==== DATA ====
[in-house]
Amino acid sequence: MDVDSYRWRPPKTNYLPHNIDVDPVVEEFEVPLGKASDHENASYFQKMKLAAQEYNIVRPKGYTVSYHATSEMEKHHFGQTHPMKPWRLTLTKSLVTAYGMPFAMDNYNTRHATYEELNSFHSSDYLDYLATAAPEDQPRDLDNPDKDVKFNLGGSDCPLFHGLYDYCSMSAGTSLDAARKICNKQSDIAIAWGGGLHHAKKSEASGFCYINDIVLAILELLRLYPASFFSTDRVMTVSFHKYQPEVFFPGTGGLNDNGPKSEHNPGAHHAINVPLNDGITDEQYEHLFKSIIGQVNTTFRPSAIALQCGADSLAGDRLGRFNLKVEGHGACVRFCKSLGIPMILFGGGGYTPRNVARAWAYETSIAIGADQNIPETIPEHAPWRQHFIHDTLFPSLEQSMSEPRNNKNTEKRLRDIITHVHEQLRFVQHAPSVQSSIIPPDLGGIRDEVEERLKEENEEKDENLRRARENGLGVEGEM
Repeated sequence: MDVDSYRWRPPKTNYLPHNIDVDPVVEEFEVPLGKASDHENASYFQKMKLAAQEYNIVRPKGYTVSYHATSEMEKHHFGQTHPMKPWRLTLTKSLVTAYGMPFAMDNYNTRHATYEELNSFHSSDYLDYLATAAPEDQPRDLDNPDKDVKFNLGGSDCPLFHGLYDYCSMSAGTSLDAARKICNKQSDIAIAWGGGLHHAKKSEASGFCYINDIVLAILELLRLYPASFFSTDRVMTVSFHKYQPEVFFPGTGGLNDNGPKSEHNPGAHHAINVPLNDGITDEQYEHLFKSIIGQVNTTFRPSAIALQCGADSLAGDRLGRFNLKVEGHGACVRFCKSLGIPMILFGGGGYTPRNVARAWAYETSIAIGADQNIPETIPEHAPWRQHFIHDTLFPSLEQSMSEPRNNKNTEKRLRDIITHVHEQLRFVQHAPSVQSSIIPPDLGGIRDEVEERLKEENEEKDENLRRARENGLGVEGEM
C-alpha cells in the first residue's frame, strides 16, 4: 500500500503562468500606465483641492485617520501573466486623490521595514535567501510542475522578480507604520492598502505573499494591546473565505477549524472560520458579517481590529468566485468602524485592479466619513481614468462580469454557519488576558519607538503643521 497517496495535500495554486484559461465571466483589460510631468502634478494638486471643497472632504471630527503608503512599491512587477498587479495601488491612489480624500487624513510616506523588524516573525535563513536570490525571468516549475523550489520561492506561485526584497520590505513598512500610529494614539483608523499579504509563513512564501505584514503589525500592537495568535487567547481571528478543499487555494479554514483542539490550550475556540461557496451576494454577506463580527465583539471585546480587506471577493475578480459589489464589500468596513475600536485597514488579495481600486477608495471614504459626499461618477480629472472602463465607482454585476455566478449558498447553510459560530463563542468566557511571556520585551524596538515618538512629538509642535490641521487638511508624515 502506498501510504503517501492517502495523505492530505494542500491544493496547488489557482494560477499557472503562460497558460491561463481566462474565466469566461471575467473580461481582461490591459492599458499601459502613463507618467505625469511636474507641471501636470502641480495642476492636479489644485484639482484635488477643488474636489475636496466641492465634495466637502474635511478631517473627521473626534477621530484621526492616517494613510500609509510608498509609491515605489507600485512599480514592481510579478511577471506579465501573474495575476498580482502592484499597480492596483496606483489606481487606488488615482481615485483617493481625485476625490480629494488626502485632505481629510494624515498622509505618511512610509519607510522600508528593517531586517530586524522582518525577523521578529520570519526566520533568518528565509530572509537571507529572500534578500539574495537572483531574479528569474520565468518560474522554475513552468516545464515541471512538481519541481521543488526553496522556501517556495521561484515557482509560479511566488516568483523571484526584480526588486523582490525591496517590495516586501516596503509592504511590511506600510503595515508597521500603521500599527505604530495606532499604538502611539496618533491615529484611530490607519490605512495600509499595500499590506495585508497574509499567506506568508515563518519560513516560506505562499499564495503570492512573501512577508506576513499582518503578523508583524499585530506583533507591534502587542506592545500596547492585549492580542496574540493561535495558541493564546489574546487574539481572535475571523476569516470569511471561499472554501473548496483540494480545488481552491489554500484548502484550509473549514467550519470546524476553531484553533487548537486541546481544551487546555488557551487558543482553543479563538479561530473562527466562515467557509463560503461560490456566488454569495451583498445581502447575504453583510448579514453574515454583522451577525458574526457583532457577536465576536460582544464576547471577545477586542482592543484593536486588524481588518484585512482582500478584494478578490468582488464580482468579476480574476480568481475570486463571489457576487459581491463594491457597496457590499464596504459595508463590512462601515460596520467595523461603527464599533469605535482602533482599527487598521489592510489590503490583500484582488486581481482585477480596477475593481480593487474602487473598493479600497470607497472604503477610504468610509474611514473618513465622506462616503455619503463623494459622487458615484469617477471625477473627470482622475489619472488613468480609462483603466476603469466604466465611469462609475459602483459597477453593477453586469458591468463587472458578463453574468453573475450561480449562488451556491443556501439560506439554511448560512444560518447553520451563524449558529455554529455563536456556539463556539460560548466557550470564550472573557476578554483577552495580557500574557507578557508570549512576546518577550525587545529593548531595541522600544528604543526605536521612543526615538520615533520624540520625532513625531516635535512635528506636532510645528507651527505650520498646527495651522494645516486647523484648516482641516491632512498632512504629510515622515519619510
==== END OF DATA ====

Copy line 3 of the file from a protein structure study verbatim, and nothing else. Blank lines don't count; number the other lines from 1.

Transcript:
Repeated sequence: MDVDSYRWRPPKTNYLPHNIDVDPVVEEFEVPLGKASDHENASYFQKMKLAAQEYNIVRPKGYTVSYHATSEMEKHHFGQTHPMKPWRLTLTKSLVTAYGMPFAMDNYNTRHATYEELNSFHSSDYLDYLATAAPEDQPRDLDNPDKDVKFNLGGSDCPLFHGLYDYCSMSAGTSLDAARKICNKQSDIAIAWGGGLHHAKKSEASGFCYINDIVLAILELLRLYPASFFSTDRVMTVSFHKYQPEVFFPGTGGLNDNGPKSEHNPGAHHAINVPLNDGITDEQYEHLFKSIIGQVNTTFRPSAIALQCGADSLAGDRLGRFNLKVEGHGACVRFCKSLGIPMILFGGGGYTPRNVARAWAYETSIAIGADQNIPETIPEHAPWRQHFIHDTLFPSLEQSMSEPRNNKNTEKRLRDIITHVHEQLRFVQHAPSVQSSIIPPDLGGIRDEVEERLKEENEEKDENLRRARENGLGVEGEM